- #1

missbooty87

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## Homework Statement

In the Leslie population model, suppose matrix

*A*has a strictly dominant eigenvalue [tex]\lambda_1[/tex]. Age class evolution is given by: [tex]x^{(k)} = Ax^{(k-1)}[/tex]; initial population is x^{(0)}.

(i) Initially, let [tex]x^{(0)}[/tex] be the linear combination [tex]a_1x_1 + a_2x_2 + ... + a_nx_n[/tex], of

*A*'s linearly independent eigenvectors, with each constant [tex]a_i \neq 0[/tex]. Find two expressions for the population distribution [tex]x^{(1)}[/tex]after one generation; one using products involving matrix

*A*, the other in terms of

*A*'s eigenvalues. Then, repeat this process to find the population distribution in the k-th generation.

(ii) Repeat (i) to find the population distribution [tex]x^{(k)}[/tex]

(iii) Use (ii) to find the consequence of [tex]\lambda_1[/tex] , being the strictly dominant

eigenvalue. For suitably large values of k , what can be said of the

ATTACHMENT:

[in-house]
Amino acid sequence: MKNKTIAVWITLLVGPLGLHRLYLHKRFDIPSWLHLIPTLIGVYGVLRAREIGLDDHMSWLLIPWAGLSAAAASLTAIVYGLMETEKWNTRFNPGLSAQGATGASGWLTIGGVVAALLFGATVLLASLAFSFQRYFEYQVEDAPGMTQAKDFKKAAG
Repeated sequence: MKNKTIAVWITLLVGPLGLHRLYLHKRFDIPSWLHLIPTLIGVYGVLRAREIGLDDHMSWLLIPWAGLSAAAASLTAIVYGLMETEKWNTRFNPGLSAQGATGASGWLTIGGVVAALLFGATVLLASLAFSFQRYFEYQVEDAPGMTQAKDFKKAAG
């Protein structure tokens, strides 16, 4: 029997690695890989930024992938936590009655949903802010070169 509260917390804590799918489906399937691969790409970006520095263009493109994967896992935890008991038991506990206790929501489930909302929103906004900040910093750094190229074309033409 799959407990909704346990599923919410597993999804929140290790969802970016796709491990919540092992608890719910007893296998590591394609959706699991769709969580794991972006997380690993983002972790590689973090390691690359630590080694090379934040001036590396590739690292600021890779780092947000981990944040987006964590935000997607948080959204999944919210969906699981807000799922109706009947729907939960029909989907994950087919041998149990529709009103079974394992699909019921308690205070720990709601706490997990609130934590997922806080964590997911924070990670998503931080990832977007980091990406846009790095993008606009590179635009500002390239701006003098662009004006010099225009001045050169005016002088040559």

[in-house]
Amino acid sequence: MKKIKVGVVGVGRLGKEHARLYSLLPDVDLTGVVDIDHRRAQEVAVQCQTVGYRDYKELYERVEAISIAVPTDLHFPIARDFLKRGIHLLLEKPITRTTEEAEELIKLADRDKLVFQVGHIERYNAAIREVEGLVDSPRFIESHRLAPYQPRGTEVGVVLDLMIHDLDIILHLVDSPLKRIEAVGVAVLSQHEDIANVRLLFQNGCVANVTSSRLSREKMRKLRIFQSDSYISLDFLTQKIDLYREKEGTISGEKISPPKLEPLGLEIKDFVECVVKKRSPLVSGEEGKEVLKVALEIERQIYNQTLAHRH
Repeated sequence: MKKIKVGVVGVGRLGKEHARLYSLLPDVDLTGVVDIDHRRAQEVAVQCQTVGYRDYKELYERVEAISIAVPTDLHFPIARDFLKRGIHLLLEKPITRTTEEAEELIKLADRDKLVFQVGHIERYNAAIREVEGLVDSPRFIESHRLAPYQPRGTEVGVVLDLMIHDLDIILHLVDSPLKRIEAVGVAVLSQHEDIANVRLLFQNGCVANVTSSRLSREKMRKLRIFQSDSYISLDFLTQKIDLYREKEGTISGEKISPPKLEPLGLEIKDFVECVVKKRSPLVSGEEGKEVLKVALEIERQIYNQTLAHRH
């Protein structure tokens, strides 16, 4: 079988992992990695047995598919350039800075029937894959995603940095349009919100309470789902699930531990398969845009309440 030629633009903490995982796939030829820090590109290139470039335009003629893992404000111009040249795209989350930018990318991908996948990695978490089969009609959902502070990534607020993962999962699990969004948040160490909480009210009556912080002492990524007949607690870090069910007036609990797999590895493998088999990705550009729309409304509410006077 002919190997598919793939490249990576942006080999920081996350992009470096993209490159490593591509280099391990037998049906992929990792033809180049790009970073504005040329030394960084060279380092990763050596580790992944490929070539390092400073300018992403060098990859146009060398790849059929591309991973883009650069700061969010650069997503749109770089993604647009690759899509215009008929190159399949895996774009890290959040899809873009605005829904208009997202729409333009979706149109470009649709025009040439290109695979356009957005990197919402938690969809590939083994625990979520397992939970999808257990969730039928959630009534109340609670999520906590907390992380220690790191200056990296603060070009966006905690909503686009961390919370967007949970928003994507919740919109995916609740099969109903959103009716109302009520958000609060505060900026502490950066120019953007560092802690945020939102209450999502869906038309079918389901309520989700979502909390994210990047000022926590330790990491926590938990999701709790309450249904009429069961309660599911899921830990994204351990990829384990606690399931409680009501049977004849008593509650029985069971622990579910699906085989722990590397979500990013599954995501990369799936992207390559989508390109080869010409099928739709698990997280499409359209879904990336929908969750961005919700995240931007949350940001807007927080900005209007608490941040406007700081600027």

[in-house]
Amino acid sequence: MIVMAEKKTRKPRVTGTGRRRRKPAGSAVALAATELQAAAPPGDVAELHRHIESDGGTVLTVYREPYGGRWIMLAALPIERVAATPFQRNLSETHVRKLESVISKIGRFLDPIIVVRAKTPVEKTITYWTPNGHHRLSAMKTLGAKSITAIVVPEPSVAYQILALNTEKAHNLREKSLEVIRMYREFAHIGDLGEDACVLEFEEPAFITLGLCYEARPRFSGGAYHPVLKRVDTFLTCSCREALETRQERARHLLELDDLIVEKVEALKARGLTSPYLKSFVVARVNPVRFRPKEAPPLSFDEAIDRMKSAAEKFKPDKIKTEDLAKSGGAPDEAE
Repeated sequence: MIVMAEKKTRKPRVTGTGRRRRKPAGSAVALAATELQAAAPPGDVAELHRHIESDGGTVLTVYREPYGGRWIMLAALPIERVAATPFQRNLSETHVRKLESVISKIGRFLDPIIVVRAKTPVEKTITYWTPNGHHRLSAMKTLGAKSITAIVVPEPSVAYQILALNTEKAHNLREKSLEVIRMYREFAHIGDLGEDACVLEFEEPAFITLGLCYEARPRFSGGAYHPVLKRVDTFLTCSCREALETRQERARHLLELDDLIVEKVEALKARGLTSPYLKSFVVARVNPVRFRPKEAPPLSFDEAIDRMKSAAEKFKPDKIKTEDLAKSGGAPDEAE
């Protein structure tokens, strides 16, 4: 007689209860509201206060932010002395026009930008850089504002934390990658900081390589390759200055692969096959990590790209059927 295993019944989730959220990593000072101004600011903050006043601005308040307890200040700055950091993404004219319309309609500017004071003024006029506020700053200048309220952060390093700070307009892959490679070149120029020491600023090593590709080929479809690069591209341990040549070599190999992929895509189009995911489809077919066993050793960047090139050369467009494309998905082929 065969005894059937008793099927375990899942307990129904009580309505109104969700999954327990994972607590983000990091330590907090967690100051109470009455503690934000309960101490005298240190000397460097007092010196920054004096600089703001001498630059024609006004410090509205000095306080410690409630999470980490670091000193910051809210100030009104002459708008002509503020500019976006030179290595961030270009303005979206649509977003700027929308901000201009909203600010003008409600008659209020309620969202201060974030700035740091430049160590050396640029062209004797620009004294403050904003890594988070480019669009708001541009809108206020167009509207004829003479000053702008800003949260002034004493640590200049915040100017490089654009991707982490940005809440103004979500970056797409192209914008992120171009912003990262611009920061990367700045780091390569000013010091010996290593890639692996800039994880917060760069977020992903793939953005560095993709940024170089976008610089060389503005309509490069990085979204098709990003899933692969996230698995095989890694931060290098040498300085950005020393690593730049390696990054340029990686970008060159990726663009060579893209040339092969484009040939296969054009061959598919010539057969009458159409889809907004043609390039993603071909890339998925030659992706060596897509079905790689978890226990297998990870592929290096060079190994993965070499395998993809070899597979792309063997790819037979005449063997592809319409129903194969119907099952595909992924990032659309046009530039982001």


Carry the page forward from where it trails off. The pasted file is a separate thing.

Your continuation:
relative sizes of the terms in the expression found in ii. Hint:Consider the limit [tex]lim_k\rightarrow\infty (\frac{x^{(k)}}{\lambda_1 ^{k}})[/tex].

(iv) Explain why the population approaches a stable population division into its classes as k gets large, with stable population growth rate of [tex]\lambda_1[/tex].

(v) If A has no

*strictly dominant*eigenvalue, how will the conclusions differ?

## Homework Equations

diagonalization of matrices

## The Attempt at a Solution

(i) [tex]x^{(1)} = L^{-1} D L x^{(0)}[/tex]

[tex]x^{(1)} = \lambda_n a_nx_n[/tex]

(ii) [tex]x^{(k)} = \lambda_n ^{(k)} a_nx_n[/tex]

(iii) >>> I'm stuck on this question

(iv) as the [tex]x^k[/tex] the population age classes becomes stable, due to k getting bigger, [tex]\lambda_1[/tex] will become the more significant eigen value, therefore population growth rate approaches [tex] \lambda_1[/tex], which leads to a stable population division which is proportional to its eigenvector.

(v) >>> I'm stuck on this question

*I'm not confident about any of my answers, I'd appreciate if you would also comment on my answers as well as giving tips on the questions I'm not sure of.*Thank you ever so much